I'm about to give up.
 

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What A Rush..
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You might have a bad plug or two or a tiny crack in the porcelain. I had a similar issue with a previous car. Try running with the old plugs back in a see if she smooths out or is still stumbling.
 

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Discussion Starter #8
Great minds think alike!

I went back to the stock plugs and wires, reset the ecu to get rid of the CEL, car ran fine.

Took out the stock plug wires and put the Taylors back on. Ran fine.

So, I've got 8 plugs one or more of which is bad and was causing the problem. I guess now I can try to track down the bad plug. I guess I could swap them into one of the easier to get to cylinders one at a time till I find the culprit.

What a pain in the azz.
 

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What A Rush..
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Treadhead said:
Great minds think alike!

I went back to the stock plugs and wires, reset the ecu to get rid of the CEL, car ran fine.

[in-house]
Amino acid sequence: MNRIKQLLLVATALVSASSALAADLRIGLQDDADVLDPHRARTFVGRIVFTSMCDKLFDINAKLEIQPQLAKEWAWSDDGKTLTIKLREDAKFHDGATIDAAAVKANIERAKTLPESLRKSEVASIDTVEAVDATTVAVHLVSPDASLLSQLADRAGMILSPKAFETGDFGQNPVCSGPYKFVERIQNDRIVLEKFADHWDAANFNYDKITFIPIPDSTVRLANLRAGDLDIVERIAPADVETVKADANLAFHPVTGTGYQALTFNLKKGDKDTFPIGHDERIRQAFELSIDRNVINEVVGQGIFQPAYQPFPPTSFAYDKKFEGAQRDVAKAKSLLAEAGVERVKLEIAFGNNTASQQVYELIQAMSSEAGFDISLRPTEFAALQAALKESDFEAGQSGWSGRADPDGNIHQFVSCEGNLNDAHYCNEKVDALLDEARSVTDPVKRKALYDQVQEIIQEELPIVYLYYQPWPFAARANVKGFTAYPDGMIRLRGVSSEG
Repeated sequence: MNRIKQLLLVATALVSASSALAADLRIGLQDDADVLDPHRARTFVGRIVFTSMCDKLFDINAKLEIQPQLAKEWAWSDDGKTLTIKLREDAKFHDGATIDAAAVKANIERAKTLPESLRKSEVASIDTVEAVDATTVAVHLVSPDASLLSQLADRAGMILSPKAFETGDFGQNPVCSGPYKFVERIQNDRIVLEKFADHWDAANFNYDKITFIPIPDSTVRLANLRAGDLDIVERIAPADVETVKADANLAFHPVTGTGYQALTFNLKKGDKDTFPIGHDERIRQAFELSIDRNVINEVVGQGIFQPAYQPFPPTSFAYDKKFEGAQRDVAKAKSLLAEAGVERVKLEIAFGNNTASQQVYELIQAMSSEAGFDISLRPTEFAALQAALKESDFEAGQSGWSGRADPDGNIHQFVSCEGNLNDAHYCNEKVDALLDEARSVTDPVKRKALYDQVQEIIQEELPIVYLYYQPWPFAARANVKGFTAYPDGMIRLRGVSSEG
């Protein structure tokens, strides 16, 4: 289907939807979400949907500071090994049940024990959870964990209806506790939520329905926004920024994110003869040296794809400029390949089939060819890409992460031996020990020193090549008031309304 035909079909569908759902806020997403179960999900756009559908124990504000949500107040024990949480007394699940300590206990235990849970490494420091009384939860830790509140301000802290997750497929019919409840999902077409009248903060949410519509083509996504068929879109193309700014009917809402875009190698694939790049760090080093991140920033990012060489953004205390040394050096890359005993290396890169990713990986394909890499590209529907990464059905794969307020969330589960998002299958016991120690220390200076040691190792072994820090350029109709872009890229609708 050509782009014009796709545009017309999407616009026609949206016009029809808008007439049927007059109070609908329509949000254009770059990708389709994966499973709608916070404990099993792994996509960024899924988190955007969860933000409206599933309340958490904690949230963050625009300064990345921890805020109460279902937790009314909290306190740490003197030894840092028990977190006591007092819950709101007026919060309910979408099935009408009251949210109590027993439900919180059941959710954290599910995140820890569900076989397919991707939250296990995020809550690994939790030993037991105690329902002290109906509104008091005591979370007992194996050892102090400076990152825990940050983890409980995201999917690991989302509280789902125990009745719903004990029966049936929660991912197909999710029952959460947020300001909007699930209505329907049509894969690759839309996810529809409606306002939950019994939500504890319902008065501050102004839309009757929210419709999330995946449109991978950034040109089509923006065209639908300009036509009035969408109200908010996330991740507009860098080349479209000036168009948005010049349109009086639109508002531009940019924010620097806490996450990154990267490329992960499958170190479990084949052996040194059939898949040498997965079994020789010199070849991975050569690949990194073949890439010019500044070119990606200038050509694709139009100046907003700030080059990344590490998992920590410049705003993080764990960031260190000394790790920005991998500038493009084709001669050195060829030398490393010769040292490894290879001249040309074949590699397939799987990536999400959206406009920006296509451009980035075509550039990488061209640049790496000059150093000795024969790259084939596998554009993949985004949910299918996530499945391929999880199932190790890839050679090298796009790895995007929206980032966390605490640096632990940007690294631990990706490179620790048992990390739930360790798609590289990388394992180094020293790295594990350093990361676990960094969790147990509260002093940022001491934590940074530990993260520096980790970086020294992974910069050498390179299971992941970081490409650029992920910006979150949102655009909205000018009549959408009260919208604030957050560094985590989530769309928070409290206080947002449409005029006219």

Took out the stock plug wires and put the Taylors back on. Ran fine.

So, I've got 8 plugs one or more of which is bad and was causing the problem. I guess now I can try to track down the bad plug. I guess I could swap them into one of the easier to get to cylinders one at a time till I find the culprit.

What a pain in the azz.
Be thankful it isn't in a Vette like mine was, those back plugs are a bitCCH. A careful inspection should be done with plugs before an install I have seen quite a few that were cracked. Autolight, AC's didn't matter. Good luck.
 

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Discussion Starter #11
BLK2005GTO said:
Why did you change plugs and wires???????? To many mods to list or what? You wont gain anything by doing this, except your grief. Try putting the stockers back in, and leave it alone!!!!!!!!
Why? To make it run a little smoother, to make it go a little bit faster, to get that last little bit of gas mileage, to make the car run better as a whole. Little things add up. Every little bit counts.

For instance, the car DOES idle better, stock wires vs. Taylors; I know, I just did a back to back comparison. The same can most likely be said of the stock plugs.

Good for me, the "grief" is gone, thanks to all who chimed in.

P.S. I'm glad I'm not working on a Vette!
 

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An old trick...

A shot of silicon spray inside the plug wire boot and on the plug threads before install.

Helps keep them from seizing after prolonged periods and improves conductivity/contact.

I wouldn't drip a bunch in the cylinder but a drop or two won't hurt nothing.

Don't hurt to wipe those plug wires down with silicone spray either. Keeps 'em young and soft.

Also, if you have the screw-cap plugs, make sure those caps are clean and tight. Dirt/oil/residue can also creep under those caps and reduce conductivity.